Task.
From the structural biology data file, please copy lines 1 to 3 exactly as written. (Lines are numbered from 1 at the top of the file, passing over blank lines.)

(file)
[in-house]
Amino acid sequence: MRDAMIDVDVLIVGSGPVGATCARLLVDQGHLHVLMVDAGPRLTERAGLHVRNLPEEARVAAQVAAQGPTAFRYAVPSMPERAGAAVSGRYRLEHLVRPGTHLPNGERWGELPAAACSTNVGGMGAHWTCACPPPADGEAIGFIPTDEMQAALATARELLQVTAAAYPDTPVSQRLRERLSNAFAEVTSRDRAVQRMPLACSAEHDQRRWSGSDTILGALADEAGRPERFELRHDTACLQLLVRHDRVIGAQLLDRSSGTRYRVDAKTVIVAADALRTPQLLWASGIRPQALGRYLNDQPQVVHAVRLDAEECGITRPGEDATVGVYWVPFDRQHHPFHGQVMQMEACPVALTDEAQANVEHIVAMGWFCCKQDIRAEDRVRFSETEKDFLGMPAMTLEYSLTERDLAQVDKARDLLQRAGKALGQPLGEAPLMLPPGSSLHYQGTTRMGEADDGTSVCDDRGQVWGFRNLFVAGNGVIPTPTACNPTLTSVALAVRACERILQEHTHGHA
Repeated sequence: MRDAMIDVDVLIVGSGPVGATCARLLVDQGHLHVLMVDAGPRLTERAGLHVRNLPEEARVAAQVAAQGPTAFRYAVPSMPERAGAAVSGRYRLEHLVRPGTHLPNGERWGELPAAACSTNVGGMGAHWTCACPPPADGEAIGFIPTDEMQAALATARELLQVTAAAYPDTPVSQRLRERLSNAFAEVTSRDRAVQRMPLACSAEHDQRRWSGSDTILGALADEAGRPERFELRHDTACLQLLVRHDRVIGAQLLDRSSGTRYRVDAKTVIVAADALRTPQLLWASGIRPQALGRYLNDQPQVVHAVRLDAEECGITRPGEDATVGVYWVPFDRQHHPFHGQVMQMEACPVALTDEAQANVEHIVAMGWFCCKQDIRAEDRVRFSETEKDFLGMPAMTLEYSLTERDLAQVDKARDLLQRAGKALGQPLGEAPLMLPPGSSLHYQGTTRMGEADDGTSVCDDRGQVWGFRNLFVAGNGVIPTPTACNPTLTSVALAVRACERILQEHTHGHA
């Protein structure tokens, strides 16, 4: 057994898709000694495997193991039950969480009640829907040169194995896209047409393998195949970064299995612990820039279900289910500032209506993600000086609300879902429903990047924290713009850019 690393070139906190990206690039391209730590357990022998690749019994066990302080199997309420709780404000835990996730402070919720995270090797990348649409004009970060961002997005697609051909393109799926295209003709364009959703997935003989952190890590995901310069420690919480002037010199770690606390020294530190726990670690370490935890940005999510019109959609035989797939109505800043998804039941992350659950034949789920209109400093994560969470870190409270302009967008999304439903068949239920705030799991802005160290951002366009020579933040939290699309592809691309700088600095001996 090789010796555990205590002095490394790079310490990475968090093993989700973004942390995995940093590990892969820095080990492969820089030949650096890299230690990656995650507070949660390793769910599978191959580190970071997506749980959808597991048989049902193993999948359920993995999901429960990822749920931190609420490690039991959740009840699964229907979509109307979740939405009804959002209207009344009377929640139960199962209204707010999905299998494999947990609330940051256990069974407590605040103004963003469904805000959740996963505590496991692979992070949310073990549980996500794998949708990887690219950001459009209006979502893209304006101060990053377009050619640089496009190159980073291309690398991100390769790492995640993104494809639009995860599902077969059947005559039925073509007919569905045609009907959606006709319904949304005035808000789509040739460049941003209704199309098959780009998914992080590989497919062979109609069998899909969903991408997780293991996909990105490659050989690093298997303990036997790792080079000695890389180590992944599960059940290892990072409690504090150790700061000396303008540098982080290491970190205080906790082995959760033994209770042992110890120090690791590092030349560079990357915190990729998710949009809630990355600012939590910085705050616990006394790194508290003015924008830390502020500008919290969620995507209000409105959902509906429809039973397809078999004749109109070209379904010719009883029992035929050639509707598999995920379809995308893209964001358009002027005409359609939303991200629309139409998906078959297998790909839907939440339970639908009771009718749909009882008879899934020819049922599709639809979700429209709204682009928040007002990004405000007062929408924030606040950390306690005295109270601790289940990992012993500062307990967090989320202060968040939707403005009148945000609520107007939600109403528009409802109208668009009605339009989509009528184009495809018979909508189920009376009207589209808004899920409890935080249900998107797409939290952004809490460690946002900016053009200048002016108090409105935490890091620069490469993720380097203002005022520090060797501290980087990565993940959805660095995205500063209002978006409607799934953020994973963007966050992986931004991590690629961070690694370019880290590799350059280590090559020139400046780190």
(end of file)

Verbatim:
[in-house]
Amino acid sequence: MRDAMIDVDVLIVGSGPVGATCARLLVDQGHLHVLMVDAGPRLTERAGLHVRNLPEEARVAAQVAAQGPTAFRYAVPSMPERAGAAVSGRYRLEHLVRPGTHLPNGERWGELPAAACSTNVGGMGAHWTCACPPPADGEAIGFIPTDEMQAALATARELLQVTAAAYPDTPVSQRLRERLSNAFAEVTSRDRAVQRMPLACSAEHDQRRWSGSDTILGALADEAGRPERFELRHDTACLQLLVRHDRVIGAQLLDRSSGTRYRVDAKTVIVAADALRTPQLLWASGIRPQALGRYLNDQPQVVHAVRLDAEECGITRPGEDATVGVYWVPFDRQHHPFHGQVMQMEACPVALTDEAQANVEHIVAMGWFCCKQDIRAEDRVRFSETEKDFLGMPAMTLEYSLTERDLAQVDKARDLLQRAGKALGQPLGEAPLMLPPGSSLHYQGTTRMGEADDGTSVCDDRGQVWGFRNLFVAGNGVIPTPTACNPTLTSVALAVRACERILQEHTHGHA
Repeated sequence: MRDAMIDVDVLIVGSGPVGATCARLLVDQGHLHVLMVDAGPRLTERAGLHVRNLPEEARVAAQVAAQGPTAFRYAVPSMPERAGAAVSGRYRLEHLVRPGTHLPNGERWGELPAAACSTNVGGMGAHWTCACPPPADGEAIGFIPTDEMQAALATARELLQVTAAAYPDTPVSQRLRERLSNAFAEVTSRDRAVQRMPLACSAEHDQRRWSGSDTILGALADEAGRPERFELRHDTACLQLLVRHDRVIGAQLLDRSSGTRYRVDAKTVIVAADALRTPQLLWASGIRPQALGRYLNDQPQVVHAVRLDAEECGITRPGEDATVGVYWVPFDRQHHPFHGQVMQMEACPVALTDEAQANVEHIVAMGWFCCKQDIRAEDRVRFSETEKDFLGMPAMTLEYSLTERDLAQVDKARDLLQRAGKALGQPLGEAPLMLPPGSSLHYQGTTRMGEADDGTSVCDDRGQVWGFRNLFVAGNGVIPTPTACNPTLTSVALAVRACERILQEHTHGHA